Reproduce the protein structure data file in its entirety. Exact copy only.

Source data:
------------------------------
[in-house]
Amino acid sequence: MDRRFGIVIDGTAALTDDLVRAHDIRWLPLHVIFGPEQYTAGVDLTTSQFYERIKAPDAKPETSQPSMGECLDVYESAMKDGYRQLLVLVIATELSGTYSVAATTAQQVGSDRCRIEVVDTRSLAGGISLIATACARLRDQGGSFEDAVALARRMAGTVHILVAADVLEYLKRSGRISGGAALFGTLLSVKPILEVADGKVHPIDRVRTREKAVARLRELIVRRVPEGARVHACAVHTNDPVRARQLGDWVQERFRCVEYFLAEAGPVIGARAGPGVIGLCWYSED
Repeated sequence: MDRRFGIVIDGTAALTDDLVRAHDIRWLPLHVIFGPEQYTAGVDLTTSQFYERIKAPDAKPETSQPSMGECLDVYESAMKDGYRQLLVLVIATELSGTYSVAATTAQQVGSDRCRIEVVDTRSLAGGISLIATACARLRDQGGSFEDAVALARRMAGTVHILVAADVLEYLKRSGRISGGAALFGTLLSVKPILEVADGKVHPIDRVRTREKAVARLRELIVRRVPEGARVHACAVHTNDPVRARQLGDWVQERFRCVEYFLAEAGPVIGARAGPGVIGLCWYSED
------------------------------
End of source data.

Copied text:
[in-house]
Amino acid sequence: MDRRFGIVIDGTAALTDDLVRAHDIRWLPLHVIFGPEQYTAGVDLTTSQFYERIKAPDAKPETSQPSMGECLDVYESAMKDGYRQLLVLVIATELSGTYSVAATTAQQVGSDRCRIEVVDTRSLAGGISLIATACARLRDQGGSFEDAVALARRMAGTVHILVAADVLEYLKRSGRISGGAALFGTLLSVKPILEVADGKVHPIDRVRTREKAVARLRELIVRRVPEGARVHACAVHTNDPVRARQLGDWVQERFRCVEYFLAEAGPVIGARAGPGVIGLCWYSED
Repeated sequence: MDRRFGIVIDGTAALTDDLVRAHDIRWLPLHVIFGPEQYTAGVDLTTSQFYERIKAPDAKPETSQPSMGECLDVYESAMKDGYRQLLVLVIATELSGTYSVAATTAQQVGSDRCRIEVVDTRSLAGGISLIATACARLRDQGGSFEDAVALARRMAGTVHILVAADVLEYLKRSGRISGGAALFGTLLSVKPILEVADGKVHPIDRVRTREKAVARLRELIVRRVPEGARVHACAVHTNDPVRARQLGDWVQERFRCVEYFLAEAGPVIGARAGPGVIGLCWYSED